Alcott was not only an author, she was also involved in the right of women to vote and the temperance movement.

Amelia Bloom
http://www.nps.gov/wori/bloomer.htm
Published The Lily, a monthly temperance paper.   The paper became the voice for the advocates of the women's movement.

Benjamin Rush's Inquiry
http://library.uwaterloo.ca/seagrams/temper/sea2.html
This site, from The University of Waterloo Library, contains extracts from Benjamin Rush's (sometimes called the father of the temperance movement) Inquiry into the Effects of Ardent Spirits upon the Human Body.

Frances Willard
http://www.history.ohio-state.edu/projects/prohibition/willard/
A site on the second President of WCTU (Women's Christian Temperance Union).

Woman's Crusade of 1873-1874
http://www.cohums.ohio-state.edu/history/projects/prohibition/crusade.htm
From the Ohio State History Department Page on American Prohibition, this site covers the time when women began taking direct action against the saloon and the liquor traffic in the US.

American Temperance and Prohibition
http://prohibition.history.ohio-state.edu/

Mental Health   [top]

Dix, Dorothea Lynde
http://women.eb.com/women/articles/Dix_Dorothea_Lynde.html
This site on Dorothea Lynde Dix is from the editors of Britannica Online, Women in American History.

Dorthea Dix
http://www.civilwarhome.com/dixbio.htm
This is another site on Dorthea Dix.

Religious Revival    [top]

Teacher Serve
http://www.nhc.rtp.nc.us:8080/tserve/divam.htm
Teacher Serve is an interactive curriculum enrichment service for high school teachers. Divining America, the current project, is divided into three eras: the 17th & 18th Centuries, the 19th Century, and the 20th Century.  The 19th Century era includes:

Religion and the Founding of the American Republic
http://lcweb.loc.gov/exhibits/religion/religion.html
This Library of Congress exhibition follows the history of the American Republic in relationship to the strong religious beliefs of the men and women who settled in this country. The exhibition is divided into seven areas, including "Religion and the New Republic."

Democracy in America       Teacher Resource
http://xroads.virginia.edu/~HYPER/DETOC/
Tocqueville's Democracy in America is another project of the American Studies Programs at the University of Virginia.  In this project the task of re-contextualizing Alexis de Tocqueville's famous political and cultural analysis of American democracy has been done. The project is divided into 14 sections including Everyday Life, American Women, and American Religion in 1831.  There is a link from American Religion in 1831 to:

  • Charles Grandison Finney and the Revival
    http://xroads.virginia.edu/~HYPER/DETOC/religion/revival.html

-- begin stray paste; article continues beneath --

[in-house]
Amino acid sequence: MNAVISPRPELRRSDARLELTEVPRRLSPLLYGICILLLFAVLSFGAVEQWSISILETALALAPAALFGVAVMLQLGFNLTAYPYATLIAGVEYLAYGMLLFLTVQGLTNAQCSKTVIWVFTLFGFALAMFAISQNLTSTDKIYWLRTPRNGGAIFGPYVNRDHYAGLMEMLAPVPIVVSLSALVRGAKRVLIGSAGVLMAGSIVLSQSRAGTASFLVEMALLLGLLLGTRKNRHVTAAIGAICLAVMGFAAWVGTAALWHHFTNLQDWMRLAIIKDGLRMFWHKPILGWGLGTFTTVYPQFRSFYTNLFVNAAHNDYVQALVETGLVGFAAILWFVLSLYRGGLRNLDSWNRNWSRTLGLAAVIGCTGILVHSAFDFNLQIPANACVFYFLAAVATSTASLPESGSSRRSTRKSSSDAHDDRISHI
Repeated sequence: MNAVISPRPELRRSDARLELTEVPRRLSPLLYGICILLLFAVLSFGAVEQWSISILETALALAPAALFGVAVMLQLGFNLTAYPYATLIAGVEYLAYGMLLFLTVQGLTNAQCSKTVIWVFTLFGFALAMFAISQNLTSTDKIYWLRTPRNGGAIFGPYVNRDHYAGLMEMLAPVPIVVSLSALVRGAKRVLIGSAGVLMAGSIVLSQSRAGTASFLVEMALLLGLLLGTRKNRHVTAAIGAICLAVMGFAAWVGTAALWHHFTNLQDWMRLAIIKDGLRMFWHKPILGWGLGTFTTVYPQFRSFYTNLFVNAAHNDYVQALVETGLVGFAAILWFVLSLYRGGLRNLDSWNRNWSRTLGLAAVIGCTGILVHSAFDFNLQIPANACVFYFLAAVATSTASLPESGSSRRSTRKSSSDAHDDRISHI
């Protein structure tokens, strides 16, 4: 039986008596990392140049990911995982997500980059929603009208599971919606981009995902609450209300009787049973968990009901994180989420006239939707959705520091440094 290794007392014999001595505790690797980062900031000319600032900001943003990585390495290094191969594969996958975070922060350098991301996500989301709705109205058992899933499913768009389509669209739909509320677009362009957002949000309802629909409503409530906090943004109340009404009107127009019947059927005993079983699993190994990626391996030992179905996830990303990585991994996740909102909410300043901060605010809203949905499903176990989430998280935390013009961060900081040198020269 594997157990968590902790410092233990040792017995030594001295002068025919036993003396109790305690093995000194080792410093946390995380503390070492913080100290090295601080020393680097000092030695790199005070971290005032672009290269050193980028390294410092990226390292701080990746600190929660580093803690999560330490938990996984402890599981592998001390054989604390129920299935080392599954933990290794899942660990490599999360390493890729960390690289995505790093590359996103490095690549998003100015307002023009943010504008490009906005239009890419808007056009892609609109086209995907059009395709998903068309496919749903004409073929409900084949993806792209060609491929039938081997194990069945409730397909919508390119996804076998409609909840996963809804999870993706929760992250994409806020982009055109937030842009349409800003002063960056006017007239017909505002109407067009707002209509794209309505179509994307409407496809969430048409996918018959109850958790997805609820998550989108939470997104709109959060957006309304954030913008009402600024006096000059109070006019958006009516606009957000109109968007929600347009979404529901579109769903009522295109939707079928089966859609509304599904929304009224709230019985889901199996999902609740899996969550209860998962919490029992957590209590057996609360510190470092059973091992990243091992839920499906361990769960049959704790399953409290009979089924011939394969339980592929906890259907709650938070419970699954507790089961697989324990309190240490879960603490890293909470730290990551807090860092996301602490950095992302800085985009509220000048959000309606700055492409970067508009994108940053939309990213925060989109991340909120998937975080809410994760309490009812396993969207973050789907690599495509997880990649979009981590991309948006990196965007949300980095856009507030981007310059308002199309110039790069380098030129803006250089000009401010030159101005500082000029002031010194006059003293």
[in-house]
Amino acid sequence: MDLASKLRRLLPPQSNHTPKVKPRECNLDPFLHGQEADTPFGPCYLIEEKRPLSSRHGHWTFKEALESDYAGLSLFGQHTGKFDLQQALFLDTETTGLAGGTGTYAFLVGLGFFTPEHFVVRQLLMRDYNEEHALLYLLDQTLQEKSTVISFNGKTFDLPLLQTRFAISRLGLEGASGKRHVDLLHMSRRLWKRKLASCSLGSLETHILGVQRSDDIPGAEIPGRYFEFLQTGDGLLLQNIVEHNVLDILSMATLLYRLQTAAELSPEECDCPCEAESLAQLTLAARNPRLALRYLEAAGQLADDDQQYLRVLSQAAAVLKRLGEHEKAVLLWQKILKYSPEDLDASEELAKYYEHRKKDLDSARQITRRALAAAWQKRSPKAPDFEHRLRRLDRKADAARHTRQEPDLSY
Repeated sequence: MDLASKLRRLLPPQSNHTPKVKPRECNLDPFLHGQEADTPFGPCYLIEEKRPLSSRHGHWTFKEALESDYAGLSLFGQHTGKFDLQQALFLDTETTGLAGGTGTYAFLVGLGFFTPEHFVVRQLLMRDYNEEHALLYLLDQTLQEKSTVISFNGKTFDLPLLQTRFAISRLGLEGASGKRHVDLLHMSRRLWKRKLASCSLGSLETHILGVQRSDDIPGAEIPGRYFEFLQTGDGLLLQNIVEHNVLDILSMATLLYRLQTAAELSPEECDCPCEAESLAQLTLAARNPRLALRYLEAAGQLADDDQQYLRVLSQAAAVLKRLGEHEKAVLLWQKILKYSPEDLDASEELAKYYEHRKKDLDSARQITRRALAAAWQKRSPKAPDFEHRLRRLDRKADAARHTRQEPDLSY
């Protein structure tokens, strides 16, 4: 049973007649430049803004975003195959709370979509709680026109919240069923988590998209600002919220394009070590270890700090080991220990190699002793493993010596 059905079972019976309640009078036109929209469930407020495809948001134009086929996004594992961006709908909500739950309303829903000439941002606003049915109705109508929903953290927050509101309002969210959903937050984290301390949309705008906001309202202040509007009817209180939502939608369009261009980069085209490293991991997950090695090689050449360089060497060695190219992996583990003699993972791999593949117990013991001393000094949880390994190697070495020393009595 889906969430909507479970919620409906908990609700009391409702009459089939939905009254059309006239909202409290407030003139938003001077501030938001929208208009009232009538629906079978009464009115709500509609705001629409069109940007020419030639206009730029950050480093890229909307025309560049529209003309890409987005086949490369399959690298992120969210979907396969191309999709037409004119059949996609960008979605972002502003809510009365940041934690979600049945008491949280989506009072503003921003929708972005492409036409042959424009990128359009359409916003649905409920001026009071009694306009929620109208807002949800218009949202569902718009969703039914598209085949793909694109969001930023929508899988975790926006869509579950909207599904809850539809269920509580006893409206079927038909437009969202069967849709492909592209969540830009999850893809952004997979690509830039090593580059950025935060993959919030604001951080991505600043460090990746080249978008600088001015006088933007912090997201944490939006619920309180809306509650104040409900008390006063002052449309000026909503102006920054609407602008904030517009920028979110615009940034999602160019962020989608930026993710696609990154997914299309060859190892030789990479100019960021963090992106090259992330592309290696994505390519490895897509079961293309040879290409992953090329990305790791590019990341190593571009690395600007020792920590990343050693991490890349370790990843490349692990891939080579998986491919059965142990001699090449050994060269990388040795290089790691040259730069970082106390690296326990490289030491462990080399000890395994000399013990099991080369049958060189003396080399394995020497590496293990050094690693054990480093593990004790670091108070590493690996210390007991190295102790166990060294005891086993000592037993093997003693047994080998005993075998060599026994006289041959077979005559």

This site gives a brief introduction to Charles Finney, a central figure of the revivalist movement.

Illinois Women and Religion
http://www.alliancelibrarysystem.com/IllinoisWomen/rel.cfm
Women and Religion in American 1600-1900

More Information:    [top]

Big Chalk
http://www.bigchalk.com
This site is a collection of sites for the K-12 curriculum.  The site is searchable and has information on the temperance movement, women's rights and abolition movement.

Women in History
http://www.lkwdpl.org/wihohio/index.html
Women in History is a non-profit corporation dedicated to the education of all people through the dramatic re-creation of lives of notable women in US history.  Click on Historical Figures or Characters to find a list of notable women in US history with links to information on them.

Women and Social Movements in the United States, 1830-1930
 http://womhist.binghamton.edu/
 A searchable collection of "primary documents related to women and social movements in the United States between 1830 and 1930. It is organized around "editorial projects, "each of which" poses a question and provides 15-20 documents that address the question."   The links and search area can be very useful.

Votes for Women
http://www.huntington.org/HLPress/votesdetail.html
This site covers a “Votes for Women” exhibit, a publication for the Votes for Women exhibit. There are very nice posters here to use as primary documents.

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Note: Please keep in mind that the Internet is a fluid medium and sites are constantly being added, moved and deleted.  If you find a dead or redirected link or you would like me to add a new resource please contact me at morsilka@shenet.org . Please give me the name of the task, the title of the link and link address.  Thank you.

 

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Updated: March 2004